The Golden Spike: 150th Anniversary of Transcontinental Railroad
A race, a bawdy prairie town and two companies vying for bragging rights. Promontory Summit in Utah Territory was the center of the world for the day.
The clapboard town built on a rise about 70 miles north of Salt Lake City seemed like an unlikely place to consummate a great quest. It was the 19th Century equivalent of landing a man on the moon some 100 years later.
There, on the cool clear spring afternoon in May 1869, the Transcontinental Railroad came together. Activities honoring that event 150 years ago have continued throughout the summer and into September.
The Central Pacific Railroad kicked off construction in 1863 from Sacramento, Calif. five months before Abraham Lincoln delivered the Gettysburgh address. The company dynamited its way through the Sierra mountain range and hired thousands of Chinese immigrants to handle construction.
From the east, the Union Pacific Railroad delayed construction for two years and broke ground July 1865 in Omaha, Neb. It’s labor pool was filled with Irish immigrants who had escaped the Potato Famine in their home country.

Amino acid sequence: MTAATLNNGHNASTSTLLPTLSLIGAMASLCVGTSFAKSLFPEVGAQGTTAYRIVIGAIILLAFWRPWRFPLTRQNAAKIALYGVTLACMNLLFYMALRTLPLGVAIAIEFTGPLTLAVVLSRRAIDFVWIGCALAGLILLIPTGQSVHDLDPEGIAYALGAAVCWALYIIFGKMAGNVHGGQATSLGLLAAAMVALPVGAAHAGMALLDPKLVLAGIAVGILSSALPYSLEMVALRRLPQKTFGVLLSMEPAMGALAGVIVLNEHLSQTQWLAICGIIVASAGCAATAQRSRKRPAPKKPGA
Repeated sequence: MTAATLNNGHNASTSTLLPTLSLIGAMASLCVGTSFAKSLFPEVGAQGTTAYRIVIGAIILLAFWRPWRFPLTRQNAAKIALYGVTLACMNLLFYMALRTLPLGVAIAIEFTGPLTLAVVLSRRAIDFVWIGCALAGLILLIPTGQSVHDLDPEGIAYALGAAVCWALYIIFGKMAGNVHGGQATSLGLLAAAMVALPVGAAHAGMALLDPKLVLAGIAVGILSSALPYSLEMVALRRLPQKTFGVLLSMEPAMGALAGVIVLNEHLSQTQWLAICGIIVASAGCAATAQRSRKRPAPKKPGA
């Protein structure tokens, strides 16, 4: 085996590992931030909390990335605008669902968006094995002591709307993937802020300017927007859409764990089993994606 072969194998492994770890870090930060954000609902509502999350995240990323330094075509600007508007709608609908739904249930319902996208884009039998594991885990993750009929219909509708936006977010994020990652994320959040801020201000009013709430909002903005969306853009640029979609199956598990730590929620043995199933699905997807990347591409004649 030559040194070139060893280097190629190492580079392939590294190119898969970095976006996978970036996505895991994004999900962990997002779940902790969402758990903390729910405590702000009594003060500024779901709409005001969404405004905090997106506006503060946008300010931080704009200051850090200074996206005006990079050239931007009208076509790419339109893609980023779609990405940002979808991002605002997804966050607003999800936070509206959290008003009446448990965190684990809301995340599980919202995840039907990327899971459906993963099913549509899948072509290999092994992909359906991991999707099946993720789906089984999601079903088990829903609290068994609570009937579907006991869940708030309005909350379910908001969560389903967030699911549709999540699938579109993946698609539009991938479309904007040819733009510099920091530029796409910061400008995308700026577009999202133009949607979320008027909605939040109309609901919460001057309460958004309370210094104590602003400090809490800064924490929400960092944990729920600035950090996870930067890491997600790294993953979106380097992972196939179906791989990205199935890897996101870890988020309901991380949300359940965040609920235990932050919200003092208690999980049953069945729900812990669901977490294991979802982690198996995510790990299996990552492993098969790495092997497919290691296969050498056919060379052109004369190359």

History and politics played out on a grand scale never before seen in the country. Both companies were paid by the mile and shareholders received land grants as part of their contract with the US government.
News stories kept progress of the rail as companies worked around the clock to lay track. The race to merge both rail lines offered a welcome diversion to the war-weary nation.
Some 1,000 reporters, dignitaries and the merely curious witnessed the joining of rails at Promontory Summit. Engineers wired hammers to telegraph machines. The moment hammers struck metal on the final spike, the event was broadcast across the country.
For more information about this historic event visit the Golden Spike National Historic Park at: